“There’s something about chronic illness itself, the illness that doesn’t resolve, that we don’t have adequate cultural narratives for.”
I was taken by this quote from writer and chronic illness advocate Meghan O’Rourke from an interview she did last week. She points out how fragmented healthcare systems and narrative focus on how illness should be ‘overcome’ can leave many patients and conditions without adequate attention.
This discussion has made me think of how we look at excess deaths. Specifically, it has made me think of how mortality may obscure the whole picture of a condition’s impact.
Of course, excess deaths were elevated in the cultural conversation in the earlier days of the COVID-19 pandemic, as we tried to get a grip on the burden of the mass mortality we were experiencing.
However, as anyone familiar with epidemiology knows, excess deaths aren’t just a pandemic issue. They’re a way for us to quantify that mortality burden for a wide variety of conditions or risk factors, including the leading underlying causes of death across a population.
For many examining these numbers, they may seem like an immovable price we must pay. We must resist the temptation to think in this black-and-white way about excess deaths. They are not something we should accept—and they are also not the full picture.
In my view, excess deaths quantify failures of healthcare systems. They point to crises governments and industry must doggedly tackle.
I’m very proud that MedTech Pulse covers innovative solutions that I believe will curb excess mortality across many of these top killers. These include:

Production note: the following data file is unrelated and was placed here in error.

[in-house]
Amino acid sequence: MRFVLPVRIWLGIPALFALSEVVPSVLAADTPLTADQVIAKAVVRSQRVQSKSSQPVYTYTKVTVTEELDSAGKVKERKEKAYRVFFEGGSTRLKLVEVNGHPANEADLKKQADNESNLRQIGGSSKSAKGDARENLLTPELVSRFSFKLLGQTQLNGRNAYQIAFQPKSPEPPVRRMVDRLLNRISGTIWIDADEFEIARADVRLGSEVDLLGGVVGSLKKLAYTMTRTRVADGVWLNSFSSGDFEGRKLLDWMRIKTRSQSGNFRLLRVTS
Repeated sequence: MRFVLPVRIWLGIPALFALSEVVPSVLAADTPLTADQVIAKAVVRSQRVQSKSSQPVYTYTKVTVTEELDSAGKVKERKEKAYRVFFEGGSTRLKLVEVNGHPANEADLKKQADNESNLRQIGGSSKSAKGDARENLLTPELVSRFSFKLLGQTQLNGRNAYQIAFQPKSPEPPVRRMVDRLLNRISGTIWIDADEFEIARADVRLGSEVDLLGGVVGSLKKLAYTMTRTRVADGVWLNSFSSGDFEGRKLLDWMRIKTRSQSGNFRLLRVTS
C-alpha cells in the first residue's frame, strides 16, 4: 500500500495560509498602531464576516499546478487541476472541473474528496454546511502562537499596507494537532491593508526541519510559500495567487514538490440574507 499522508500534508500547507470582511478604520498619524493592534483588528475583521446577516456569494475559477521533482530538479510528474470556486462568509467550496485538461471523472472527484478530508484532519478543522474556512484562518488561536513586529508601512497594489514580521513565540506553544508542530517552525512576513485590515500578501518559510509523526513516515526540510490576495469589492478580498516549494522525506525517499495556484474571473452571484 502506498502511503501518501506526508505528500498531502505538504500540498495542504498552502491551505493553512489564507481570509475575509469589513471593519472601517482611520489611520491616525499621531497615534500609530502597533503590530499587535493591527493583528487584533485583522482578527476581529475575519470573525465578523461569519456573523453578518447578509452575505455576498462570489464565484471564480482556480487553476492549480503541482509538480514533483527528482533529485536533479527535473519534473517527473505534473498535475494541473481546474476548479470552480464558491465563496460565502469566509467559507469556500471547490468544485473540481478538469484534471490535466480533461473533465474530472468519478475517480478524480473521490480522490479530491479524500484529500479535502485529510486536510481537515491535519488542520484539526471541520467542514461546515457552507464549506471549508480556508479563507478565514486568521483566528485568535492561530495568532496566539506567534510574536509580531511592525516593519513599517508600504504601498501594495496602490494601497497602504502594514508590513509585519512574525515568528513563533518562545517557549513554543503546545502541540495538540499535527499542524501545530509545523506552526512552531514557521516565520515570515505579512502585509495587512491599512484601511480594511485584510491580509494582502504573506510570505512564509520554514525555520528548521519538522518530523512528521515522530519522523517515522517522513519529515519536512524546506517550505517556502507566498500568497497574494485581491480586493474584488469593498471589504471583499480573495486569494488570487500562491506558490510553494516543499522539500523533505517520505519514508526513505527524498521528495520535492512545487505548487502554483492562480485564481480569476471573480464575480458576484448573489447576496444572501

- Algorithms targeting underdiagnosed heart disease
- Devices lowering barriers to cancer screening
- Breathtaking advances in precision medicine.
Many of the most exciting advancements aim to find and fight disease at an earlier point in its progression, like the wearable Parkinson’s disease diagnostic sensors covered in the lead article this week.
However, in our drive to prevent excess mortality, we must be careful to not brush another issue under the rug: chronic illness. Just because patients continue living with their disease does not mean that healthcare hasn’t failed them, as O’Rourke commented.
Like we’ve seen with COVID, leading causes of death can also be leading causes of disability and decreases in overall health. If you take a look at the staggering new Long Covid study results set to be published in The Lancet, you’ll see that the impacts of a deadly disease can be long felt across a patient’s world, even when they survive.
I encourage stakeholders and innovators across our industry to invest in the treatment and detection of chronic diseases, preventive care, and long-term health—even for people who may not be able to fully return to their previous level of health.
The goal of medicine is not just to prevent unnecessary death. It’s to give patients the fullest, healthiest lives they can have while they are alive. We must take that responsibility seriously—we cannot lead patients to assume their illnesses are solely their fault or responsibility.
We must be a team.